For the uninitiated, DDMS is not what girl gamers experience once a month during their tabletop games -- it is a specification which defines a consistent set of "card catalog" details for any resource you might want to make available or discoverable. If everything has a common set of metadata, ordered in a common forma...
- Tuesday, October 02, 2007:
A storm seems to be brewing in the IT job market. Pay raises have continued to outpace inflation, and bonuses are downright impressive - 11.6% on average. Yet, as the 2007 Network World Salary Survey finds, dissatisfaction over the salary package is rampant. Based on the results of this survey, I'm guessing that I'm not a typical IT worker in the United States. Sure there are some minor annoyances in my job, and I wouldn't kick a bigger salary out of bed, but at the end of the day, I'm pretty happy with my package (and I've heard that the ladies are too, but that is a topic for another day -- in fact it might even span multiple days. ROWR!)  ...
- Wednesday, August 22, 2007:
Quick Sketch Day
what I've been up to this week Sunday, 2:30 PM : Sat down to do some work from home but found that the VPN server was down. Took a trip into the office and stayed there until late. Had leftover shrimp lo mein and beef with mushrooms for dinner. Sunday, 10:30 PM : It was so pleasant out that I decided to open all the windows and air out my house (no doubt, the scent of manliness and success permeated the premises). Sunday, 1:00 AM : The "perpetually running free until picked up by animal control then running free again" Alaskan Husky from two doors down, who I have named Miguel, got...
- Wednesday, February 28, 2007:
How the Sugar Daddy Makes His Money
After a development cycle more cranked up than an ADHD two-year-old with a caffeine IV, my company released the next major version of the Metadata Registry to the Defense Information Systems Agency and the Department of Defense yesterday, to much cheering and applause. You can browse a few of the unrestricted pages here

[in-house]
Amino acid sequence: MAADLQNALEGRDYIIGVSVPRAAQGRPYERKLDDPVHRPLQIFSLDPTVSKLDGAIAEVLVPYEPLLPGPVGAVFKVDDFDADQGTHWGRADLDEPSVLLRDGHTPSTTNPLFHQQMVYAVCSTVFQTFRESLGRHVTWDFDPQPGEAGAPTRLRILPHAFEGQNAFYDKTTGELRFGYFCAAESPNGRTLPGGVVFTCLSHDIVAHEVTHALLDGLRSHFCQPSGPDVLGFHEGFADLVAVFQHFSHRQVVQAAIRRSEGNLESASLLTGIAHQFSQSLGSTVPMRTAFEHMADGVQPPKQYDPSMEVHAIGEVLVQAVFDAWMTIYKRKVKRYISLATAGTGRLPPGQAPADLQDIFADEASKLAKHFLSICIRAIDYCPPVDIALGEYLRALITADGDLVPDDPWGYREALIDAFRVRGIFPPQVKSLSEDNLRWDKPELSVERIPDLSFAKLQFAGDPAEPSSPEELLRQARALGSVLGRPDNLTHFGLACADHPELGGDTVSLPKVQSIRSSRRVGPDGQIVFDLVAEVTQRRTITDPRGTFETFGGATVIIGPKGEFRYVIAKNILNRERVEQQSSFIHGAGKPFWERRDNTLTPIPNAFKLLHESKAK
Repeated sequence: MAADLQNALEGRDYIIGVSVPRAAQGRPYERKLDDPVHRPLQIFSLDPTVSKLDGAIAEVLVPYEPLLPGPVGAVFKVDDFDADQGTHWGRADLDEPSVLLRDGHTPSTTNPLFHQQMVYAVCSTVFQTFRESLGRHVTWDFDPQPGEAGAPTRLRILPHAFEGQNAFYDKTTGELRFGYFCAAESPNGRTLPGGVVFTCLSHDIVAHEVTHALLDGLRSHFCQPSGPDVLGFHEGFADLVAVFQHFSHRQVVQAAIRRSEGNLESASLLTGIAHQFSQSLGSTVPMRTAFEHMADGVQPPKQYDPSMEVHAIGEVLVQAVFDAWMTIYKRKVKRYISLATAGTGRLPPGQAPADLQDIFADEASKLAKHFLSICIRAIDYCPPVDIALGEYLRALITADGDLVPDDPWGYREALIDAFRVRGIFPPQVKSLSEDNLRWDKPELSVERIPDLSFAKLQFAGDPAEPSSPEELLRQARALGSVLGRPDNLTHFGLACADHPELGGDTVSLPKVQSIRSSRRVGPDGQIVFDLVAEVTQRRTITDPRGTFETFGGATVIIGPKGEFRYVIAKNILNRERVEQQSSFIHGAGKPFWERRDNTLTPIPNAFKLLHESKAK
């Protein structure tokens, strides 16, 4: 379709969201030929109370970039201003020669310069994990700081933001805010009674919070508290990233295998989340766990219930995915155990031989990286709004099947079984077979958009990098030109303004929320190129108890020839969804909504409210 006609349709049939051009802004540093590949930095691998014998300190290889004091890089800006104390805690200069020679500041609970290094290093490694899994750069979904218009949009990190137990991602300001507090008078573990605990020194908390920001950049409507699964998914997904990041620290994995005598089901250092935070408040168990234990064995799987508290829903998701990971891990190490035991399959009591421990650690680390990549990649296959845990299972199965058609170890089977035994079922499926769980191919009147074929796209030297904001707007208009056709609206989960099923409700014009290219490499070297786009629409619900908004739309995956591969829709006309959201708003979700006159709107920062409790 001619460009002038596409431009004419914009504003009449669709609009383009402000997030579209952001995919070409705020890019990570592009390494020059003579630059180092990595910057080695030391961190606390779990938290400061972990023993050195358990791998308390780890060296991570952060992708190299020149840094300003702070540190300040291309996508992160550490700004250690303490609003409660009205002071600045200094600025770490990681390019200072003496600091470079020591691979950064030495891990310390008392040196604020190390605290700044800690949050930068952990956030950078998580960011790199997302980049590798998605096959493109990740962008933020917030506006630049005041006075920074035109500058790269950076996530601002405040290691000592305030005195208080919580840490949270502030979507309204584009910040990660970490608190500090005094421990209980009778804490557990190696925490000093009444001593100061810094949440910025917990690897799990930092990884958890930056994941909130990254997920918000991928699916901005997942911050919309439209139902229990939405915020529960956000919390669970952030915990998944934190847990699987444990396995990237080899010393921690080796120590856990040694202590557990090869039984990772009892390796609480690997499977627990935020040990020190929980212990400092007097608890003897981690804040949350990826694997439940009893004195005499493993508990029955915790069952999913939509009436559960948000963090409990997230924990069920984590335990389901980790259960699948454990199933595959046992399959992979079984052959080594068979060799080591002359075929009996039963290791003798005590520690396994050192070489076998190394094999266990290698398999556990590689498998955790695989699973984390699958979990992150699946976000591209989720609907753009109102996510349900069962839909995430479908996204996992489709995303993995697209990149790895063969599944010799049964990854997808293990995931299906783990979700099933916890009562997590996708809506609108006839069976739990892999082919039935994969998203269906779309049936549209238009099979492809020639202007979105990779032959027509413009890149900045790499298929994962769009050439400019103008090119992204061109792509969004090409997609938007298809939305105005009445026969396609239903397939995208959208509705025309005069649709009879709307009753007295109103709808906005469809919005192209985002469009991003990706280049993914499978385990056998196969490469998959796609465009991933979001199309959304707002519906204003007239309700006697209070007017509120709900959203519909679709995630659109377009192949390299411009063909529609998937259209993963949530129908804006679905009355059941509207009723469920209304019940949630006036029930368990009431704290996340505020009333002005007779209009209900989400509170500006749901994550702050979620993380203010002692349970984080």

, but since most of you are pothead hippies, Russian spies or dirty Canadian socialists, getting an account is not bloody likely. Stupid hippies.
Since my evening was taken up with the installation, followed by some miscellaneous gallivanting in Falls Church, I was unable to write my original update for today: How to make a paper mach? Amber statue . To fill the void, I thought ...
- Tuesday, December 05, 2006:
Software Engineer does what? Part II
Defects and Enhancements : No engineer is perfect, and eventually a defect will be logged against the system. This might come from a user in the field using an operational version of the system, or a tester in-house getting things ready to ship. Honestly, most defects occur as the result of a user using the system in unexpected ways or fat finger typos in the code -- very few defects can ever be traced back to engineer incompetence because it's surprisingly hard to just get a solution completely wrong (engineer incompetence only makes things run very very slowly). This makes fixing the bug very easy, but the tough part is tracking down the location of the bug in the first place. Defect fixing is a fun stage for p...